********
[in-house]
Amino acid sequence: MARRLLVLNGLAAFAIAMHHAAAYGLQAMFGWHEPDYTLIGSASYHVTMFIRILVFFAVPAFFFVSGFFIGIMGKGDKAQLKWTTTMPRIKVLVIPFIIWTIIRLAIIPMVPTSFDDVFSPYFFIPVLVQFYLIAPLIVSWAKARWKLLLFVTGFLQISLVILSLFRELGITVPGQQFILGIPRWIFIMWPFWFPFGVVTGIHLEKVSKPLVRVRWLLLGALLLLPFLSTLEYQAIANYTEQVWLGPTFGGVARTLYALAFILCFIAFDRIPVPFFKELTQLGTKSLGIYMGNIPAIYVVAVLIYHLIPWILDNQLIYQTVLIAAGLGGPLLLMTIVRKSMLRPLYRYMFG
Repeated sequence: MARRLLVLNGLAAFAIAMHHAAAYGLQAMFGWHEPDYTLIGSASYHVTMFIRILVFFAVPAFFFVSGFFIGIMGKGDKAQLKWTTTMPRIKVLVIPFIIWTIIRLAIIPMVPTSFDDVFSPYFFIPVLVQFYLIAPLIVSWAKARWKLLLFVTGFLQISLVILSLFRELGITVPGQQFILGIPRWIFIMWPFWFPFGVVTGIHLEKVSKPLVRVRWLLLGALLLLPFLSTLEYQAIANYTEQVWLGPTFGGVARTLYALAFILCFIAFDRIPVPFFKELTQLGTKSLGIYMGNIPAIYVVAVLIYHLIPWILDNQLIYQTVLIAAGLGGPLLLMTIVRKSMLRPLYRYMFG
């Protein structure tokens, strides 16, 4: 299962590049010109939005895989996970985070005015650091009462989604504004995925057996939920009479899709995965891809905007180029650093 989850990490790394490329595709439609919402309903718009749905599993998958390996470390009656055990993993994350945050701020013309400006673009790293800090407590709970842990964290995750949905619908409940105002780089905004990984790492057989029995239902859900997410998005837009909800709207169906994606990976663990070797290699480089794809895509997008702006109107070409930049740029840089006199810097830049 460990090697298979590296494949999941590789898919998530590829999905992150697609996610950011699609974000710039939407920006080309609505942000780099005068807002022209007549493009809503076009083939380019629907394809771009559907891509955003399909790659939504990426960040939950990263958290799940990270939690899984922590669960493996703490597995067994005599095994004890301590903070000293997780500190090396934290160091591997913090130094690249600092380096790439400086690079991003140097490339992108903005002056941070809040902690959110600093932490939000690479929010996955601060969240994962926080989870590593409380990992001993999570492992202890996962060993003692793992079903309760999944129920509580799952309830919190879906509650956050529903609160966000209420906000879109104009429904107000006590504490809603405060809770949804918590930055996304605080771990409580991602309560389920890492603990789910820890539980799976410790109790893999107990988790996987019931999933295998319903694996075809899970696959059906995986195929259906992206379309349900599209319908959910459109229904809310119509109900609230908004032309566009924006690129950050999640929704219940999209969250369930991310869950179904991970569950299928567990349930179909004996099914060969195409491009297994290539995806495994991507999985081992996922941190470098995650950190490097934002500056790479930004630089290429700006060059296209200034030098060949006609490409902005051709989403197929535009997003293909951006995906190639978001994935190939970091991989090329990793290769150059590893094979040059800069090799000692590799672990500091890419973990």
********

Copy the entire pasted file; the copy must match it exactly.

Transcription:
[in-house]
Amino acid sequence: MARRLLVLNGLAAFAIAMHHAAAYGLQAMFGWHEPDYTLIGSASYHVTMFIRILVFFAVPAFFFVSGFFIGIMGKGDKAQLKWTTTMPRIKVLVIPFIIWTIIRLAIIPMVPTSFDDVFSPYFFIPVLVQFYLIAPLIVSWAKARWKLLLFVTGFLQISLVILSLFRELGITVPGQQFILGIPRWIFIMWPFWFPFGVVTGIHLEKVSKPLVRVRWLLLGALLLLPFLSTLEYQAIANYTEQVWLGPTFGGVARTLYALAFILCFIAFDRIPVPFFKELTQLGTKSLGIYMGNIPAIYVVAVLIYHLIPWILDNQLIYQTVLIAAGLGGPLLLMTIVRKSMLRPLYRYMFG
Repeated sequence: MARRLLVLNGLAAFAIAMHHAAAYGLQAMFGWHEPDYTLIGSASYHVTMFIRILVFFAVPAFFFVSGFFIGIMGKGDKAQLKWTTTMPRIKVLVIPFIIWTIIRLAIIPMVPTSFDDVFSPYFFIPVLVQFYLIAPLIVSWAKARWKLLLFVTGFLQISLVILSLFRELGITVPGQQFILGIPRWIFIMWPFWFPFGVVTGIHLEKVSKPLVRVRWLLLGALLLLPFLSTLEYQAIANYTEQVWLGPTFGGVARTLYALAFILCFIAFDRIPVPFFKELTQLGTKSLGIYMGNIPAIYVVAVLIYHLIPWILDNQLIYQTVLIAAGLGGPLLLMTIVRKSMLRPLYRYMFG
């Protein structure tokens, strides 16, 4: 299962590049010109939005895989996970985070005015650091009462989604504004995925057996939920009479899709995965891809905007180029650093 989850990490790394490329595709439609919402309903718009749905599993998958390996470390009656055990993993994350945050701020013309400006673009790293800090407590709970842990964290995750949905619908409940105002780089905004990984790492057989029995239902859900997410998005837009909800709207169906994606990976663990070797290699480089794809895509997008702006109107070409930049740029840089006199810097830049 460990090697298979590296494949999941590789898919998530590829999905992150697609996610950011699609974000710039939407920006080309609505942000780099005068807002022209007549493009809503076009083939380019629907394809771009559907891509955003399909790659939504990426960040939950990263958290799940990270939690899984922590669960493996703490597995067994005599095994004890301590903070000293997780500190090396934290160091591997913090130094690249600092380096790439400086690079991003140097490339992108903005002056941070809040902690959110600093932490939000690479929010996955601060969240994962926080989870590593409380990992001993999570492992202890996962060993003692793992079903309760999944129920509580799952309830919190879906509650956050529903609160966000209420906000879109104009429904107000006590504490809603405060809770949804918590930055996304605080771990409580991602309560389920890492603990789910820890539980799976410790109790893999107990988790996987019931999933295998319903694996075809899970696959059906995986195929259906992206379309349900599209319908959910459109229904809310119509109900609230908004032309566009924006690129950050999640929704219940999209969250369930991310869950179904991970569950299928567990349930179909004996099914060969195409491009297994290539995806495994991507999985081992996922941190470098995650950190490097934002500056790479930004630089290429700006060059296209200034030098060949006609490409902005051709989403197929535009997003293909951006995906190639978001994935190939970091991989090329990793290769150059590893094979040059800069090799000692590799672990500091890419973990």